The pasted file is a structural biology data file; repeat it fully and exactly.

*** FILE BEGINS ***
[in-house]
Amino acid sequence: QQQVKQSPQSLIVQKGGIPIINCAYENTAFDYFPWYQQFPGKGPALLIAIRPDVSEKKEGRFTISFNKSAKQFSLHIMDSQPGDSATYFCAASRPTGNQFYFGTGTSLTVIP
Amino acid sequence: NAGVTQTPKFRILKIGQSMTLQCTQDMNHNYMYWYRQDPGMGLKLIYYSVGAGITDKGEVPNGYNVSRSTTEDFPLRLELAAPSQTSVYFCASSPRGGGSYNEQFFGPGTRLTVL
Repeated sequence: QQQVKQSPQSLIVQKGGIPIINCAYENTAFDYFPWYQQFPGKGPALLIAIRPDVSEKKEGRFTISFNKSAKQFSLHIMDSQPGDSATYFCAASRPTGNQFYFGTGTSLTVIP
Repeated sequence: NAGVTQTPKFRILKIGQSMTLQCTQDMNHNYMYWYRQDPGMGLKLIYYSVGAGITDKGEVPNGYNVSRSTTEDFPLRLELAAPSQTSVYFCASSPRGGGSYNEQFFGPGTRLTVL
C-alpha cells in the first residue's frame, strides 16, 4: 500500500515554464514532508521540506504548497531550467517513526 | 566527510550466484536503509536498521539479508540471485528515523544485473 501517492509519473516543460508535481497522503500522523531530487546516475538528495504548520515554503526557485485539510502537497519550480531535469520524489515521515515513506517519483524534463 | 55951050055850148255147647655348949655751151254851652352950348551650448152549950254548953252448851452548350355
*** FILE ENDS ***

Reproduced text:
[in-house]
Amino acid sequence: QQQVKQSPQSLIVQKGGIPIINCAYENTAFDYFPWYQQFPGKGPALLIAIRPDVSEKKEGRFTISFNKSAKQFSLHIMDSQPGDSATYFCAASRPTGNQFYFGTGTSLTVIP
Amino acid sequence: NAGVTQTPKFRILKIGQSMTLQCTQDMNHNYMYWYRQDPGMGLKLIYYSVGAGITDKGEVPNGYNVSRSTTEDFPLRLELAAPSQTSVYFCASSPRGGGSYNEQFFGPGTRLTVL
Repeated sequence: QQQVKQSPQSLIVQKGGIPIINCAYENTAFDYFPWYQQFPGKGPALLIAIRPDVSEKKEGRFTISFNKSAKQFSLHIMDSQPGDSATYFCAASRPTGNQFYFGTGTSLTVIP
Repeated sequence: NAGVTQTPKFRILKIGQSMTLQCTQDMNHNYMYWYRQDPGMGLKLIYYSVGAGITDKGEVPNGYNVSRSTTEDFPLRLELAAPSQTSVYFCASSPRGGGSYNEQFFGPGTRLTVL
C-alpha cells in the first residue's frame, strides 16, 4: 500500500515554464514532508521540506504548497531550467517513526 | 566527510550466484536503509536498521539479508540471485528515523544485473 501517492509519473516543460508535481497522503500522523531530487546516475538528495504548520515554503526557485485539510502537497519550480531535469520524489515521515515513506517519483524534463 | 55951050055850148255147647655348949655751151254851652352950348551650448152549950254548953252448851452548350355